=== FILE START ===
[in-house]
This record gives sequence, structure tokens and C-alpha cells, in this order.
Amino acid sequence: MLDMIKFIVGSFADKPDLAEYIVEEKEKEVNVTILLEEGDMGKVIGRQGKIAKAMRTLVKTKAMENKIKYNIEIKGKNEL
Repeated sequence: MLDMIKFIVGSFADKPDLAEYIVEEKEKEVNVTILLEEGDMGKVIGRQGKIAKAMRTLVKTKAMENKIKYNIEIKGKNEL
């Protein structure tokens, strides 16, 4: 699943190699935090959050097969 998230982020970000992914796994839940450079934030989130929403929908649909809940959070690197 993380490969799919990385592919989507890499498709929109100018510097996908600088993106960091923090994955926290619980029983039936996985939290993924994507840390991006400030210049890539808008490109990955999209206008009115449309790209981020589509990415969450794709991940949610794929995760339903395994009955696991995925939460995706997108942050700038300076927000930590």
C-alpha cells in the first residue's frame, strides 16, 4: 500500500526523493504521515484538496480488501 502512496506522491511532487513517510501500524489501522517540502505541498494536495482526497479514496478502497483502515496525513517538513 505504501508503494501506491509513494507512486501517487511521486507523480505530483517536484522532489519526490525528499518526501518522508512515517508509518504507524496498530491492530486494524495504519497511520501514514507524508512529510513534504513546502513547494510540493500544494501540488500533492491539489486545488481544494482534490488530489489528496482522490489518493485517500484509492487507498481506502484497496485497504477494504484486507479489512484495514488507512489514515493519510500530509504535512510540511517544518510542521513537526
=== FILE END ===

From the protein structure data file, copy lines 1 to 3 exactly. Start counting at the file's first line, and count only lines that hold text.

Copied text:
[in-house]
This record gives sequence, structure tokens and C-alpha cells, in this order.
Amino acid sequence: MLDMIKFIVGSFADKPDLAEYIVEEKEKEVNVTILLEEGDMGKVIGRQGKIAKAMRTLVKTKAMENKIKYNIEIKGKNEL